Thursday, 24 September 2009

Our Lady of Walsingham

Of all the places Our Lady could have chosen, she decided to come to East Anglia. Over nine centuries ago, a noble woman, living in the gently rolling hills of north Norfolk had a vision of Our Blessed Mother, who told her to build a replica of the house where the Angel Gabriel appeared to her, announcing the conception of Our Lord.

We were reminded in a commentary at Mass today, that this ancient devotion to Our Lady, which is strong here in her Dowry, that as her statue was burned during the Henrican reformation, they were not only burning Our Lady, but they were also burning Our Lord. At the foot of the cross, Christ willed that she be our mother, and we be her children. Mary leads us to Christ, for without her, He could not have been born unto us. Indeed, it is no bad thing asking her intercession, for we cannot go wrong with Christ's own mother on our side.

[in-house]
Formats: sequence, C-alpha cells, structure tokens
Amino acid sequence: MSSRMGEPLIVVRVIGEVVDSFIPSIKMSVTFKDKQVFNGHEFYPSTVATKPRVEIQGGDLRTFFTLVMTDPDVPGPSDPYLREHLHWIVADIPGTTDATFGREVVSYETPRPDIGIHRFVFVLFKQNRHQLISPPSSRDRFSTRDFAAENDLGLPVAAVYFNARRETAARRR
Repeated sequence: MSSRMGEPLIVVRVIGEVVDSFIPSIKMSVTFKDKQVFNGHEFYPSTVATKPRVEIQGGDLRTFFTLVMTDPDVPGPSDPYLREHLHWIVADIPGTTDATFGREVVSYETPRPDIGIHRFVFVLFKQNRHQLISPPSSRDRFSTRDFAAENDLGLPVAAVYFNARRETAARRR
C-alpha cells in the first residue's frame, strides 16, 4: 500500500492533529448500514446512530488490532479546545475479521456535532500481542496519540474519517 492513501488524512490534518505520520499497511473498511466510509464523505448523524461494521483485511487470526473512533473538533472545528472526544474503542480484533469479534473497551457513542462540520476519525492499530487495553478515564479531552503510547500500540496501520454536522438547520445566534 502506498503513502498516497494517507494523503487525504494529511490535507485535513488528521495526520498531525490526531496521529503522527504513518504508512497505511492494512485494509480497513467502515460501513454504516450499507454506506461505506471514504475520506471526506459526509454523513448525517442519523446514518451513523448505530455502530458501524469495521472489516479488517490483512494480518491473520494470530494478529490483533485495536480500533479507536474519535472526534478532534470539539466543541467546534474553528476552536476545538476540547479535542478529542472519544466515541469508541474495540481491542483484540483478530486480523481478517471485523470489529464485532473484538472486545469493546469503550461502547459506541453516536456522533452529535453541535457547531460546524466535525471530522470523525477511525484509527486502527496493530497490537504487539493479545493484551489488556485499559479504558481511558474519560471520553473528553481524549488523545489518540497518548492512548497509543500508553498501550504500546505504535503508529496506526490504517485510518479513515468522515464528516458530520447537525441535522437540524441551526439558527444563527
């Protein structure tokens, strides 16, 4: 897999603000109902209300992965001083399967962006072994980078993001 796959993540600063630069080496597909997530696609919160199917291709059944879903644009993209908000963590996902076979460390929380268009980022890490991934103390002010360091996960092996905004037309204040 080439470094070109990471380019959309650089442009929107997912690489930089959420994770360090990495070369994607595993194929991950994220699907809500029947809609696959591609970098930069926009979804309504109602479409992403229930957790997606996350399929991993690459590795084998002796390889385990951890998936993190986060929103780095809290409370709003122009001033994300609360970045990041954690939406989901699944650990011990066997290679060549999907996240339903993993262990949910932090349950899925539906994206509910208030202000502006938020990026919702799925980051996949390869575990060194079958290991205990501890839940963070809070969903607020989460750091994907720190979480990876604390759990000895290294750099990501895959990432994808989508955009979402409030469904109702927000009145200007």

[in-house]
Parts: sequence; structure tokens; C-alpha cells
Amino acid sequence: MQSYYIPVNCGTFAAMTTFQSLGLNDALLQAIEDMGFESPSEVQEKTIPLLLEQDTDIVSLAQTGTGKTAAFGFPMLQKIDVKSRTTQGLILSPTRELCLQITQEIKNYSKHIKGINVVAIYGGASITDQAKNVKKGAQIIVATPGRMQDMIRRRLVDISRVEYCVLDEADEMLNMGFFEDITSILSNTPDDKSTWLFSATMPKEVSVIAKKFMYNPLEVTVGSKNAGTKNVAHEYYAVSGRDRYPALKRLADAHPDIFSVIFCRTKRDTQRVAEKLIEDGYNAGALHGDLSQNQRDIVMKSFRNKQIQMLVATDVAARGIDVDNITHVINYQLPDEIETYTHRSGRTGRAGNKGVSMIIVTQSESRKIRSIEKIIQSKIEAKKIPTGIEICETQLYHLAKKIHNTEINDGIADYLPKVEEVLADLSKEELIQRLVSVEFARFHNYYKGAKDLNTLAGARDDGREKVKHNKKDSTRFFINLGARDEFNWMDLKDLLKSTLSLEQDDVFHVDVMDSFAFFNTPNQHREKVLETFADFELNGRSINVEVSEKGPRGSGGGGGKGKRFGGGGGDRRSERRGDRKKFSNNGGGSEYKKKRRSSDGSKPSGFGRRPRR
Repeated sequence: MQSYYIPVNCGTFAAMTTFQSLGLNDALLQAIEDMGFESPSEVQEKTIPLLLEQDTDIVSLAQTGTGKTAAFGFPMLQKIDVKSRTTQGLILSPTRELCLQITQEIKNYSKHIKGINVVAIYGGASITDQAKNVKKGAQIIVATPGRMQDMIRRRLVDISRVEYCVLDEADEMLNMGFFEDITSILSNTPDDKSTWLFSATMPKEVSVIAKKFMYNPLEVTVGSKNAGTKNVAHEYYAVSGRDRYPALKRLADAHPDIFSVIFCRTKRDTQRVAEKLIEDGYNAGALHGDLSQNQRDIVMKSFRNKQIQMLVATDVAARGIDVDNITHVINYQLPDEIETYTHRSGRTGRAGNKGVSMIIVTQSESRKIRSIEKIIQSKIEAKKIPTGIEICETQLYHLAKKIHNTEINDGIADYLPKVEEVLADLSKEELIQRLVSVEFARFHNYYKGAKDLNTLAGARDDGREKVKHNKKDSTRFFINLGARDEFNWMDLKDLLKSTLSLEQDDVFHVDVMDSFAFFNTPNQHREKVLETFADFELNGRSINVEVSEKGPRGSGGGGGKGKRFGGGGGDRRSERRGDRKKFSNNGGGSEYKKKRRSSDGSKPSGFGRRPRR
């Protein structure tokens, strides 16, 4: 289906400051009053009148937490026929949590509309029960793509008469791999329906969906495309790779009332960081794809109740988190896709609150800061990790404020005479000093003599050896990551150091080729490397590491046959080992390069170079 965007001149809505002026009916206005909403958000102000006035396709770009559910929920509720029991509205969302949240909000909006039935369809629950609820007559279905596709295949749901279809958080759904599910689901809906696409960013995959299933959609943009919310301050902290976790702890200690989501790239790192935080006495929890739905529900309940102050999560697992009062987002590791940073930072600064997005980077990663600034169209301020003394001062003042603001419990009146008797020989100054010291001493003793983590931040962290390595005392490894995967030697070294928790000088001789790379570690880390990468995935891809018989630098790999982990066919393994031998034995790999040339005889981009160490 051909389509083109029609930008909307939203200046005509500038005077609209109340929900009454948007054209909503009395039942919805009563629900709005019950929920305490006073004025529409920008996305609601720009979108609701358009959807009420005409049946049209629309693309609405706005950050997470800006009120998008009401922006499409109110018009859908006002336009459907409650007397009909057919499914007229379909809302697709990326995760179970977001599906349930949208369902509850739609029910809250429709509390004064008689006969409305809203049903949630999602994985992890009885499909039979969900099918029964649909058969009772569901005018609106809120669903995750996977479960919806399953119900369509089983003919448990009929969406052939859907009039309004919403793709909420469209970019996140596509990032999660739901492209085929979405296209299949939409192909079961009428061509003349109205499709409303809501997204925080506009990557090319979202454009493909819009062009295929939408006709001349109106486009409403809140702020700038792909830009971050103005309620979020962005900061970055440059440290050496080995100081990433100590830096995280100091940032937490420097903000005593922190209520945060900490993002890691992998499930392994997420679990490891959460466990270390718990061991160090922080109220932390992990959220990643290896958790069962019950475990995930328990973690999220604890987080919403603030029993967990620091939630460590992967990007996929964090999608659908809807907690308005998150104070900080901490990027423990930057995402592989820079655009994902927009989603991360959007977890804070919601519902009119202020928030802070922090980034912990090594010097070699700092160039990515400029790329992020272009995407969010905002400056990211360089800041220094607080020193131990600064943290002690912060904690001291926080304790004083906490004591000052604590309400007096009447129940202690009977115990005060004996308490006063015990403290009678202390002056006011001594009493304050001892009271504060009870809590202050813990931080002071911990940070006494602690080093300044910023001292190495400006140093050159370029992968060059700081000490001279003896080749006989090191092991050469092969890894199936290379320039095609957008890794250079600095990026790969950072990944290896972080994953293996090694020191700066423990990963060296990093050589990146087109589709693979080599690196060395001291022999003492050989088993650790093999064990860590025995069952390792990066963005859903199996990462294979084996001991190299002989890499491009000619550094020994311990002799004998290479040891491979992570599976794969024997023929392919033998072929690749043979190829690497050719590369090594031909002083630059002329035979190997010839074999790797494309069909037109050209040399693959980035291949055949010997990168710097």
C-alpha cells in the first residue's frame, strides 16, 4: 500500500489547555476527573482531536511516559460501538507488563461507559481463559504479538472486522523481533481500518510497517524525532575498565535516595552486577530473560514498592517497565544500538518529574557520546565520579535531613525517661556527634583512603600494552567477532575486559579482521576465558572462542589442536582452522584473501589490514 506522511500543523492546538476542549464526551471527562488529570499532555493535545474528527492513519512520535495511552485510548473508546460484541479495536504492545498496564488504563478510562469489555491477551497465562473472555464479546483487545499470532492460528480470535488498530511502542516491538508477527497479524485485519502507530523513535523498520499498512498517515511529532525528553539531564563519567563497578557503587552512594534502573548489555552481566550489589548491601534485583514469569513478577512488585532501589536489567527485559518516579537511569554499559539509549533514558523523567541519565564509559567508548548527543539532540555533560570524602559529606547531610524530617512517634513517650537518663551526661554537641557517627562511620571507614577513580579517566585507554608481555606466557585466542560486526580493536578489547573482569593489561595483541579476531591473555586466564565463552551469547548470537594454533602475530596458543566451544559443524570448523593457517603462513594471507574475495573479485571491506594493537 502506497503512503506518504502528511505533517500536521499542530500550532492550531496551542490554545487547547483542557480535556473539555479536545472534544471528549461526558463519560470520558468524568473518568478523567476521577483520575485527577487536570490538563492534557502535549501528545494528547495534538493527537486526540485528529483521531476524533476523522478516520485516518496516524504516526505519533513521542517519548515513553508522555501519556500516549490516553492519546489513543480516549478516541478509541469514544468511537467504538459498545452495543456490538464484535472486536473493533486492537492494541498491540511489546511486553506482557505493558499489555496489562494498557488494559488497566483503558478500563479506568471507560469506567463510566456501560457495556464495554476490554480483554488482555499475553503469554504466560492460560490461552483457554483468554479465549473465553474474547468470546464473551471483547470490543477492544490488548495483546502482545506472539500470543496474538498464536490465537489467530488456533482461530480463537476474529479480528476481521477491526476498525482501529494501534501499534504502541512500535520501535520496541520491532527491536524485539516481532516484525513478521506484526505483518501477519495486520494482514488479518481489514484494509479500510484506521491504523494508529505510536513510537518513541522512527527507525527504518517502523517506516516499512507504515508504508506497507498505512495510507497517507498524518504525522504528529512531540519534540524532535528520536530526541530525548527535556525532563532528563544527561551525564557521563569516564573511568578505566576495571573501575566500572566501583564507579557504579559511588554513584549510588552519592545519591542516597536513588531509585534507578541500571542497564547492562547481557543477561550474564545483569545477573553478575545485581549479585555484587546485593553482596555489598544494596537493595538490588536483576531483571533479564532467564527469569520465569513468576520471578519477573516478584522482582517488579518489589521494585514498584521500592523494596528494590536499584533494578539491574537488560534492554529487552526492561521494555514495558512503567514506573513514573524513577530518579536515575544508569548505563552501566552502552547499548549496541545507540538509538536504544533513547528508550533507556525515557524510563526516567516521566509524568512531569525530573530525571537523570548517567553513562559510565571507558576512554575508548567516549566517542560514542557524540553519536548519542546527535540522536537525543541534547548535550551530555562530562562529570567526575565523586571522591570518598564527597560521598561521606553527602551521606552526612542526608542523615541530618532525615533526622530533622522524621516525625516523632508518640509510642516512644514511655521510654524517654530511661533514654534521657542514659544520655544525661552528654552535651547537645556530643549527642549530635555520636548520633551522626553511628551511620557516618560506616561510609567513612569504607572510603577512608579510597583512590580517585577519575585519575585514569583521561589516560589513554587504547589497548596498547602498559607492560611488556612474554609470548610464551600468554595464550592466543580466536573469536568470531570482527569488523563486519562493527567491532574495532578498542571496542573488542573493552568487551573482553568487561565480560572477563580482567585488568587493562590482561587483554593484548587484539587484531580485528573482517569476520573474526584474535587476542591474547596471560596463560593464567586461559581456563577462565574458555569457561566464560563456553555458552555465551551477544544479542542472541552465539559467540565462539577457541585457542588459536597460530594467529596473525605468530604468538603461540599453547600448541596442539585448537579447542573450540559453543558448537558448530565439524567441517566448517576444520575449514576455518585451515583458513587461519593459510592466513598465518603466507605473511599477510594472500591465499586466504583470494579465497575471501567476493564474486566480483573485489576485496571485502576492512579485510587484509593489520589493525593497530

One cannot deny the inspirational value of Mary's 'fiat', her 'yes' to God's will. Every Christian should regularly reflect on this story, in order that they may come to a better understanding of God's will for us, and the vocation he has bestowed upon us, so that our own 'yes' may be forthcoming.

As seminarians, we regularly ask ourselves, 'is this God's will for me?' But this question is not reserved to those who feel called to a priestly or religious life, it is a question for everyone, for each of us has a divine vocation God is asking us to fulfill. Should I get married to this person? Am I called to the single life? Does God will that I be a lay missionary? Am I to offer my working life to the service of the poor? Can I use my skills to further the kingdom of God?

Here at Oscott, we are reminded of our quest to find our true vocation with our regular recitation of the Angelus. Blessed Mother, pray for us, that we, like you, may be able to echo your prayer to Our Father in heaven:

behold the handmaid of the Lord, be it done unto me according to thy word.

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